Jay Matthews wrote a piece in the Post this morning titled “The Latest Doomed Pedagogical Fad: 21st Century Skills” to which I replied what follows. Would be interested to hear your thoughts, here or there…
I don’t disagree that the majority of “21st Century Skills” are nothing new, and that we should have been teaching them all along. As computer and online technologies evolve, we have more tools that we can use to teach those skills in perhaps more relevant or compelling ways. But that depends on the teacher’s familiarity and comfort level with those technologies, obviously.
What is different here, though, is something that is not being articulated by the Partnership or many others, and that is the learning that can be done (and is being done already) using online social tools and networks. I’d point you to a recent MacArthur Foundation study which concludes that “New media forms have altered how youth socialize and learn” and that this has very important implications for schools and teaching (http://tinyurl.com/55a878, pdf). While most kids’ uses of these technologies are “friendship based”, the more compelling shift is when their use is “interest based” or when they connect with other kids or adults around the topics or ideas they are passionate to learn about. With access to the Internet, and with an understanding of how to create and navigate these online, social learning spaces, opportunities for learning widely and deeply reside in the connections that we make with other people who can teach or mentor us and/or collaboarate with us in the learning process. That, I think, is where we find 21st Century skills that are different and important. Sure, those connections require a well developed reading and writing literacy, and critical thinking and creativity and many of the others are skills inherent to the process. But this new potential to learn easily and deeply in environments that are not bounded by physical space or scheduled time constraints requires us as educators to take a hard look at how we are helping our students realize the potentials of those opportunities.
Having blogged now for seven years and having learned in these interest or passion-based online networks and communities for almost as long, it’s hard to begin to describe how different it is from the classroom teaching that I did for 18 years in a public high school. My learning is self-directed, and everyone in these virtual classrooms wants to be there because they too are interested in pursuing their interests. They come from all over the world, all different cultures, all different experiences, a diversity that is hard to fashion in most school classrooms. We share our learning openly, admit anyone into the conversation, and constantly seek to make each other smarter.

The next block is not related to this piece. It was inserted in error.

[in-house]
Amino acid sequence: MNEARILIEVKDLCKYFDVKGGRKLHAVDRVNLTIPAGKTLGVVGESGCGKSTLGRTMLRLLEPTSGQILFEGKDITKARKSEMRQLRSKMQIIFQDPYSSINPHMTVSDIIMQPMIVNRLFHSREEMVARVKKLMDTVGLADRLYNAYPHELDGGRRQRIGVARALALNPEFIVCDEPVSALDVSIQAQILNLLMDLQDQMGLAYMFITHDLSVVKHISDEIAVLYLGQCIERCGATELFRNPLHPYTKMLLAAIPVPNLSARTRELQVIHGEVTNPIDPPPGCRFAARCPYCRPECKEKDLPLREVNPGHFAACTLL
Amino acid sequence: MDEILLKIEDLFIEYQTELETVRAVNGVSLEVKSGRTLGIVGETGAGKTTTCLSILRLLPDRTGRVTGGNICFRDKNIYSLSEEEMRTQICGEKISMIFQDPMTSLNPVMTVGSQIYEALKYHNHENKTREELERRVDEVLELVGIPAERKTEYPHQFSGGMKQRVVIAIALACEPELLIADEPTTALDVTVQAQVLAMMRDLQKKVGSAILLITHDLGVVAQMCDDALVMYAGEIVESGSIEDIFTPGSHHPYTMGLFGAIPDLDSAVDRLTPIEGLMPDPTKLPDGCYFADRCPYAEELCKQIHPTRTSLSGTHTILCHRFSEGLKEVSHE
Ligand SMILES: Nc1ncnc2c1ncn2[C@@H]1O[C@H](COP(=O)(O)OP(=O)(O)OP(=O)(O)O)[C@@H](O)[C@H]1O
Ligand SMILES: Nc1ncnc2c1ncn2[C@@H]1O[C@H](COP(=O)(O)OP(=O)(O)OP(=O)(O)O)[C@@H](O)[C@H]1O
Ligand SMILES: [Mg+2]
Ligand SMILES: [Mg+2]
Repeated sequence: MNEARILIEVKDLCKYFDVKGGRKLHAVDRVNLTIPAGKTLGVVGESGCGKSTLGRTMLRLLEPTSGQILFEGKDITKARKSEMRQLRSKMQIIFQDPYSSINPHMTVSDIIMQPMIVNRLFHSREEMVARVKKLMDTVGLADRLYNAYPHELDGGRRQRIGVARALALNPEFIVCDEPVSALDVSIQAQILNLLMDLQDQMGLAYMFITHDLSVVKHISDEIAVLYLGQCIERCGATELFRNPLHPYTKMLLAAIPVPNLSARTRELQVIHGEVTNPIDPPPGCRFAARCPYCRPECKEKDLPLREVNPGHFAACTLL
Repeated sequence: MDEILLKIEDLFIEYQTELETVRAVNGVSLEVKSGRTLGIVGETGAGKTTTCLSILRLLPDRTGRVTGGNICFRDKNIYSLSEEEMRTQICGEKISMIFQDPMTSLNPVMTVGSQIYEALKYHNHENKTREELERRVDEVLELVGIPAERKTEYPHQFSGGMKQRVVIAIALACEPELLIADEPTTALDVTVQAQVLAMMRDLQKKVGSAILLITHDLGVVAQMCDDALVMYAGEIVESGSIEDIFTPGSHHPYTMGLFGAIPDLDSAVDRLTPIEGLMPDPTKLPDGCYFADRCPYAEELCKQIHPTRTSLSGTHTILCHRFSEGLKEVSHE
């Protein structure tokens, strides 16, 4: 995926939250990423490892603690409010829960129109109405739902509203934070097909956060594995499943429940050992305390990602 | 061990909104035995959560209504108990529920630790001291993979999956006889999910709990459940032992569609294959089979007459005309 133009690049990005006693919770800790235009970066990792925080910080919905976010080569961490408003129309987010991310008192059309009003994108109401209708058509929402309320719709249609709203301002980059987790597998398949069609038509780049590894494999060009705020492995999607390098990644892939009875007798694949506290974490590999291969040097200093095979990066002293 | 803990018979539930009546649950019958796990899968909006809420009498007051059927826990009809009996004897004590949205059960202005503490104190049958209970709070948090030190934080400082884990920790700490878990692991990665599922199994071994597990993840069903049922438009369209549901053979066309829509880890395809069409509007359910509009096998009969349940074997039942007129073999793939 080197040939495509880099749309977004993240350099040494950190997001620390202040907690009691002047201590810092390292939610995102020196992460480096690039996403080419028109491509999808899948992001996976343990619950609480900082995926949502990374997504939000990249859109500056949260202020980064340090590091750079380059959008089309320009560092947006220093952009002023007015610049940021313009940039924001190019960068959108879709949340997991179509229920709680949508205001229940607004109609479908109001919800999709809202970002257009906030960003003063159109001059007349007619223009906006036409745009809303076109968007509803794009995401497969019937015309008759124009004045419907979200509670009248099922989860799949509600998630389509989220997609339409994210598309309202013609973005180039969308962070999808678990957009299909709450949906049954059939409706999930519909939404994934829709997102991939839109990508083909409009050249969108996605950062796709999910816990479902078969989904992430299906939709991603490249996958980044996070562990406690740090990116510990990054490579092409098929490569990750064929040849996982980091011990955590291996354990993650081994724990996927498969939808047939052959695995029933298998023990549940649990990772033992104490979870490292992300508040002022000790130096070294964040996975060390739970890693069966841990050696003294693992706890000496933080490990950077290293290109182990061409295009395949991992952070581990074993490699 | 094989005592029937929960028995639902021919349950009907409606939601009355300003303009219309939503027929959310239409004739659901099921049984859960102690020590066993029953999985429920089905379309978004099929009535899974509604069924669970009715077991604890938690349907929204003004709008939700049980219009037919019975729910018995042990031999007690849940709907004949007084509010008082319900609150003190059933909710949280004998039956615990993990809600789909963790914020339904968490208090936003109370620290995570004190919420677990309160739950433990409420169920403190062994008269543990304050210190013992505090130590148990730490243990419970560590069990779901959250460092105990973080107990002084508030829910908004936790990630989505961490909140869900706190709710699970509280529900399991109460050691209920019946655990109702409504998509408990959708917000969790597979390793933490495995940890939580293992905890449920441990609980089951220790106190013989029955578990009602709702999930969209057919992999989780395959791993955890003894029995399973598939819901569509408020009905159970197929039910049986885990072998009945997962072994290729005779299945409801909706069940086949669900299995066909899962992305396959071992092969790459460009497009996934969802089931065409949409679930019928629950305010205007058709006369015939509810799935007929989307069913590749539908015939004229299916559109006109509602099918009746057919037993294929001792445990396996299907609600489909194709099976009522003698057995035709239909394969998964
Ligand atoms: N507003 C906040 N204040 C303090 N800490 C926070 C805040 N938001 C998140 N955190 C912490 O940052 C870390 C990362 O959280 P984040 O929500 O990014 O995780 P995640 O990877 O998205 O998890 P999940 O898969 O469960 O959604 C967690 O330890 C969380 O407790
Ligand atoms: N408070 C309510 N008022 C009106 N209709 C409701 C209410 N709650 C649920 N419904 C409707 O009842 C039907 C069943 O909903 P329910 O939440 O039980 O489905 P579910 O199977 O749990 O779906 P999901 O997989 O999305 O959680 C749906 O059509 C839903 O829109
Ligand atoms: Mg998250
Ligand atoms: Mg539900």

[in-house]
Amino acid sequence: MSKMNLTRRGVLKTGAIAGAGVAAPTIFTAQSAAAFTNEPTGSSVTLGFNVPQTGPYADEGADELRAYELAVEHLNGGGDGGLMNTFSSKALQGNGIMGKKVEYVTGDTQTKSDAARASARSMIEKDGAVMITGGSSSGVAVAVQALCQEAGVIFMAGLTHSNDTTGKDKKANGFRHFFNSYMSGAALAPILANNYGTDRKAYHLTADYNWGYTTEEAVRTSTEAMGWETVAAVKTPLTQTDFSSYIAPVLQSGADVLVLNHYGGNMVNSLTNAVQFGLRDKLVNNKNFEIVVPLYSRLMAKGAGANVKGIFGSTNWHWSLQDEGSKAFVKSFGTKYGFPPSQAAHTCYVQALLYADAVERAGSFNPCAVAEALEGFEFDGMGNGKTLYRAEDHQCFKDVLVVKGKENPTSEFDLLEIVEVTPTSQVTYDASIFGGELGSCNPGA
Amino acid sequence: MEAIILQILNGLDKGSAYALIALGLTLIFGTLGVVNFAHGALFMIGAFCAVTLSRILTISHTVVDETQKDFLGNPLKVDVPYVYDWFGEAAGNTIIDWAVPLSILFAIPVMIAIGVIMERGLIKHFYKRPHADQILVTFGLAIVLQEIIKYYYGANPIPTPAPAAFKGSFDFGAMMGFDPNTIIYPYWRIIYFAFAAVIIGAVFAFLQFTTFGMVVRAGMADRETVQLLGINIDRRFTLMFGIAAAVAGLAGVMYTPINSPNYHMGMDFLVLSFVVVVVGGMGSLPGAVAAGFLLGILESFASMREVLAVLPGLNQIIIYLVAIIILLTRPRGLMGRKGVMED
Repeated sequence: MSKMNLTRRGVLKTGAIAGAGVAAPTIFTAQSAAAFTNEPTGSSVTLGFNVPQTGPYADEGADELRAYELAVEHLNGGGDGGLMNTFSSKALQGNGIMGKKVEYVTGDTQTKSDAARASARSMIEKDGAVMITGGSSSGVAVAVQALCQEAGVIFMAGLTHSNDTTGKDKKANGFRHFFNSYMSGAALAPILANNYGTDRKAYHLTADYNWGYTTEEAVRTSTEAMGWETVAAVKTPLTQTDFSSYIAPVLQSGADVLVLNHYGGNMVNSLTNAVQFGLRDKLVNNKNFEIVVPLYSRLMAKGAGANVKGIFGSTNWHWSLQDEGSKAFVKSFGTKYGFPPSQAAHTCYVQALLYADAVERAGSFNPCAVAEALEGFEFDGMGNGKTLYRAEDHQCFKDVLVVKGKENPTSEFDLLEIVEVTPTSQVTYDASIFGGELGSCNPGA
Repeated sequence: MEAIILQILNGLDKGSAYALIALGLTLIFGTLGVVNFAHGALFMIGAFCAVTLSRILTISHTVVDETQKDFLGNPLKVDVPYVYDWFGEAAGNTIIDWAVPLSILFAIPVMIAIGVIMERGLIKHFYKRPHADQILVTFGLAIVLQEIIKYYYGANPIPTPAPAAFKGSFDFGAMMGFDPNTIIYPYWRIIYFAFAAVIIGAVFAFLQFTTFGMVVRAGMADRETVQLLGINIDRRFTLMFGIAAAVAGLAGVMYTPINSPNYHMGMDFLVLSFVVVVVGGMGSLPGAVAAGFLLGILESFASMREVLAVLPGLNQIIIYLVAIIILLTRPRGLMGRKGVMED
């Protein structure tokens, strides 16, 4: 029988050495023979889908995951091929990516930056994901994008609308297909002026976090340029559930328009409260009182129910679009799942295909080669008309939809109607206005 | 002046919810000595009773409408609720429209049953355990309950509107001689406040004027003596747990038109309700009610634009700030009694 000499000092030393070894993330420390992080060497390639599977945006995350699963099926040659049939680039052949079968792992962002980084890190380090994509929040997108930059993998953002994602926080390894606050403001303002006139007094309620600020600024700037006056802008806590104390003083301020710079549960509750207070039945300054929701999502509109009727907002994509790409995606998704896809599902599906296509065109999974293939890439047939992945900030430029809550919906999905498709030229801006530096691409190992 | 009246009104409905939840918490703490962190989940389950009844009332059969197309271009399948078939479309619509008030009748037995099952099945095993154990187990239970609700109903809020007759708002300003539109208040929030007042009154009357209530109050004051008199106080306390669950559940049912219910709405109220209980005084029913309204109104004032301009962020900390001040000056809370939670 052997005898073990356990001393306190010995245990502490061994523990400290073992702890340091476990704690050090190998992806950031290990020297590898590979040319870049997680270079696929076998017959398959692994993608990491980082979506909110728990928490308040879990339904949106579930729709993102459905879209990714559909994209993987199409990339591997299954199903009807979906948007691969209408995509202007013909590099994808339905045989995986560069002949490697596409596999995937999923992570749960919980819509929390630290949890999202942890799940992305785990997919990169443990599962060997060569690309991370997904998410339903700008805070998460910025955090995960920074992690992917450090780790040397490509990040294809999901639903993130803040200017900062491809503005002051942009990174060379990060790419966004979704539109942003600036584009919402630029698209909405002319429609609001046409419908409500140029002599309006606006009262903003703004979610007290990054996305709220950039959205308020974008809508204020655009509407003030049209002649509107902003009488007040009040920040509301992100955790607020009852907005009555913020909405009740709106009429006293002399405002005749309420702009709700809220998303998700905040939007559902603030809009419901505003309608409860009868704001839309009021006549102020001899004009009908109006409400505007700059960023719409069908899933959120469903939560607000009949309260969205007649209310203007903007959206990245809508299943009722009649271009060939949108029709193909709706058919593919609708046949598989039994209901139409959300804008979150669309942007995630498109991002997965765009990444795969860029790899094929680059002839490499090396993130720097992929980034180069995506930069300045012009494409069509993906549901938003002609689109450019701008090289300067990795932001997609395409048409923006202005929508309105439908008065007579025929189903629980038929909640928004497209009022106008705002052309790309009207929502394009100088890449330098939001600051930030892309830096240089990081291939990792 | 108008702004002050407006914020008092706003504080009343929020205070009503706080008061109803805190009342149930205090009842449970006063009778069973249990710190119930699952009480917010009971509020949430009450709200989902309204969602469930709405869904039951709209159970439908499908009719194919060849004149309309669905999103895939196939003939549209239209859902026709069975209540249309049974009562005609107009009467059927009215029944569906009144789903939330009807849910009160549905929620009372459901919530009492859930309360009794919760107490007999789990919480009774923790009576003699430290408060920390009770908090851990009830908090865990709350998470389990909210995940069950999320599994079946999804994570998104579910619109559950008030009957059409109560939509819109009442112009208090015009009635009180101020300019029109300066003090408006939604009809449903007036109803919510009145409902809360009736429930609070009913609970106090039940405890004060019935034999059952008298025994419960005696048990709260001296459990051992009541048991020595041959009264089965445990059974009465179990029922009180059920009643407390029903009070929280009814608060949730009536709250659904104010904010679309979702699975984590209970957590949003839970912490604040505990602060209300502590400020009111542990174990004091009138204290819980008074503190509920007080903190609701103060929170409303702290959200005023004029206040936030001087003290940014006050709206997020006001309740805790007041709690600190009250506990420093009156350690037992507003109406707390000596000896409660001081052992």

But while that can sound like a pretty positive and powerful space, it is fraught with complexity. We have to learn to read not only texts but to edit them as well, not just for accuracy but for bias, agenda and motive. In the online learning world, we have to be full fledged editors, not just readers, because the traditional editors are gone from the process. And, we have to be creators as well. In order for us to be found by potential teachers and collaborators, we need to have a presence, a footprint. I’m fully convinced that my own kids need to publish, need to establish their reputations early by creating and sharing and engaging in ideas in provocative and appropriate ways. These are not easy skills to master.(I’d refer you to Dan Gillmor’s new essay “Principles for a New Media Literacy” http://tinyurl.com/4b3pos for more on that.)
My kids need the help of teachers in their classrooms who understand all of this on some personal, practical level. They need teachers who can help them navigate these complex spaces and relationships online that require, at the very least, a different application of traditional skills and literacies. I think as educators we have a duty to do so. You can call it a “fad” if you like, but the reality is that these skills are sorely lacking in our teachers who are suffocating in paper, policies and processes that prevent them from exploring the potential of online networked learning spaces. It’s imperative, I think, that we change that. To quote Kansas State professor Michael Wesch, “We [need to] use social media in the classroom not because our students use it, but because we are afraid that social media might be using them – that they are using social media blindly, without recognition of the new challenges and opportunities they might create” (http://mediatedcultures.net/ksudigg/?p=192). To me, that’s what 21st Century Skills are all about, teaching our kids to navigate the world as they are experiencing it, not the world we experienced.